In the second half of my songwriting life my manager persuaded me I should be writing songs for other people. To that end I met a lovely man called Richard Manners, who though engaged with one publisher at the time, told me he was hoping to move companies. When he did he assured me I would be the first writer he’d sign. He was as good as his word and I joined the roster of songwriters at Warner Chappell Music then based in Hammersmith and soon to move to the charm of Kensington Church St.

I knew very little about songwriting with or for other artists. The truth is perhaps even more blunt; I knew very little about songwriting. Writing for oneself there are no rules, and perhaps that’s something songwriters shouldn’t try to change. Ignorance is bliss. I’m guessing that many of the songs we adore were written by people unaware of any structural rules of stylings set by others. The charm of songs on debut albums is often the lack of adherence to form. The shock of the new is what draws us in.

It occurred to my publishers however that some collaboration would be helpful and before long I was invited down to co write with an established song writer. That first trip resulted in a life long friendship and with one of the UK’s best. Charlie Dore is that and more. An accomplished and successful artist, prolific catalogue writer, actor and impro artist…there’s probably a few things I’ve forgotten.

She impressed me early on by being funny and being able to deal with all my fears and concerns about the business of allowing artists to trample all over our ideas when we are bringing in our best shot. She simply smiled gracefully, and with the tact of a royal retainer would offer … ‘yes….but we could also say this’ so deftly the artist in question barely noticed. I, on the other hand, would woefully wail post-session that this surely was not how songs should be written. However I had a lesson coming. We also had a writing session which involved the two of us working on a song. Inspired by our day I went back to my hotel that night and wrote out a complete lyric. ‘That’s good,’ Charlie said next morning over coffee at her kitchen table, ‘But let me photocopy it and we can both go over it a little.’ Half an hour later, whatever song I thought it was had been corrected, edited and vastly improved by Charlie. There was, I realised, much to learn.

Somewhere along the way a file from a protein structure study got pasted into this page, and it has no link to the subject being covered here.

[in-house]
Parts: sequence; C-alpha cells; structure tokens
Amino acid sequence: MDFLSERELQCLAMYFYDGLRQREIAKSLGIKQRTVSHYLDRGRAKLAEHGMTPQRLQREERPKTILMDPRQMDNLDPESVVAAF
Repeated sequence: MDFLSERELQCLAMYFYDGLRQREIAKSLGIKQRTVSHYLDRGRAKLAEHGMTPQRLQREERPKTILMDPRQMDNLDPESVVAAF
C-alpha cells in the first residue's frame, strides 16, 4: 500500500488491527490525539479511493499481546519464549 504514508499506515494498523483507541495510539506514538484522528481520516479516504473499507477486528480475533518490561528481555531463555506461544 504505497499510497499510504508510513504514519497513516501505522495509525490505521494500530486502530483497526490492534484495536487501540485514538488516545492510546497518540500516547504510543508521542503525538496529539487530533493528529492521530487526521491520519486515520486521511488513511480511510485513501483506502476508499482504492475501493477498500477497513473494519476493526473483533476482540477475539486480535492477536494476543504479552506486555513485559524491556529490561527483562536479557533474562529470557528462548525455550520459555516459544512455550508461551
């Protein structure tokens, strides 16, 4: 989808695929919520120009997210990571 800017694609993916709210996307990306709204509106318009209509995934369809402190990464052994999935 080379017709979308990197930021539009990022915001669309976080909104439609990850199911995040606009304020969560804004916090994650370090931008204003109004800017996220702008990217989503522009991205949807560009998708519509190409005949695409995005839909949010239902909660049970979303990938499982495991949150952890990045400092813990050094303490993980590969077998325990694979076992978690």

Since those days I’ve watched Charlie return to her artist roots as well as continue to write for others. Over the last few years she’s made a series of beautiful folk/altcountry/americana records which showcase her unique ability to tell stories that will gently break your heart. On her new album, Like Animals, Charlie again takes you on journeys of human frailty and joyous inquisition.

This Tuesday night you can hear a conversation I recorded with her last week where we talk animals, humans, anxiety and memories of a songwriting life going back to the late seventies. It was a conversation I really didn’t want to conclude. Fortunately for you we’ve edited some of that and included some beautiful cuts from the new album.

Elsewhere we’ll hear from Lori McKenna, Brian Fallon and Teddy Thompson. We’ll introduce you to The Son(s) and remind you of some of the music made by Boudleaux and Felice Bryant. It is their songs I’ll be exploring this Wednesday in the last ‘Ricky Meets’ of this series. It’s a very special hour in the company of their son Del Bryant from his house outside Nashville which we visited a couple of years ago to gather the stories of one of the greatest pop/country songwriting teams of all time.

Join me this Tuesday when you can get a taste of all of that, a chat with Charlie Dore and enjoy two hours of country music…our way from 8 p.m. on BBC Radio Scotland.